allow an outside A/V company to use the hotelÕs sound system.
4. A/V labor
For a recent meeting, Judy Stern, conference manager for the
Michigan Association of CPAs in Farmington Hills, Mich., thought
the hotel's $10 hourly labor rate to set up A/V equipment was
reasonable. But the hotel changed its billing procedures between
the time of the contract signing and the meeting -- and never
notified Stern. Fees that were once hourly were now based on the
cost of the equipment. For each room, the hotel wanted to charge 18
percent of the total value of the equipment. "Needless to say I
disputed this," says Stern, who negotiated a 9 percent charge.
5. Extra electricity
Debbie Mills was preparing for a 20-person workshop for which each
attendee would need a computer. What she hadn't figured on was the
cost of electricity. "We signed the contract five years out," says
Mills. "I didn't see anything about extra electrical charges."
Mills learned the room only had enough amperage for three
computers. The price tag for extra amperage and labor? More than
$1,000. Luckily, Mills was able to cut the charges in half. She
wasn't happy to be paying labor charges, since she was bringing in
her own A/V technician. "They told me that there was some labor
involved in bringing in the extra electricity."
6. Pads and pens
Even necessities like paper and pens can be considered extras.
"I've had two hotels try to slide that [charge] through," says Dave
Klemish, a Milwaukee-based regional meeting and event planner for
Ameritech Corp., a telecommunications firm. He managed to get the
charge waived by one hotel; with the other, the CSM refused to
budge. "I told them that it would jeopardize future business," says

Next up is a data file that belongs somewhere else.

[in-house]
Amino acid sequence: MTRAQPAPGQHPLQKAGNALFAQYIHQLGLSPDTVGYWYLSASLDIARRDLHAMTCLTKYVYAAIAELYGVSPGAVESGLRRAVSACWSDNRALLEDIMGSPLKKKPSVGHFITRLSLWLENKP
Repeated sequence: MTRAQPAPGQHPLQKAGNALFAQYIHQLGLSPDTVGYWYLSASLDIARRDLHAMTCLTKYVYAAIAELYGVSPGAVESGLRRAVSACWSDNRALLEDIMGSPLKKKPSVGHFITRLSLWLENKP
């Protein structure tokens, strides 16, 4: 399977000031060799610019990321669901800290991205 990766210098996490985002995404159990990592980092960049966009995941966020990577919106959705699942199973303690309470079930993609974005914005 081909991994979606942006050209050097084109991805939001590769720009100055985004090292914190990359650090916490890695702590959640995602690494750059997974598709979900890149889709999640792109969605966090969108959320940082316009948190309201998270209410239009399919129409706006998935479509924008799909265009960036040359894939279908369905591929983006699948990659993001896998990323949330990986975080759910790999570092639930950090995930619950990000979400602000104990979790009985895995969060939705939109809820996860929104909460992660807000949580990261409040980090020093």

Klemish. "They said that that was unfortunate, but it's a charge
they will enforce."
7. Phone calls
"I'm still surprised at the cost of long- distance phone calls,"
says Barbara Griswold, director of meetings and special events for
Reader's Digest Association, Inc., in New York City. Griswold asks
up-front about fees for local calls and access to long-distance
carriers. She also advises participants to use phone cards. For
multiday or senior management meetings, Griswold may hook up her
own phone lines. The $50 to $75 installation fee from the local
phone company is cheaper than the bill she would run up with the
hotel, she says. And charges for outgoing calls may not be the only
phone-related costs. McCaffrey was recently told that it would cost
$75 per day to use three house phones. "That's ridiculous," she
8. Shipping and receiving
Shipping materials can be costly, but so can receiving them. Mills
has been charged $5 for each package received after the first 50
pounds. Mills also warns about getting hit up for vendors'
packages; vendors should incur the costs of receiving their own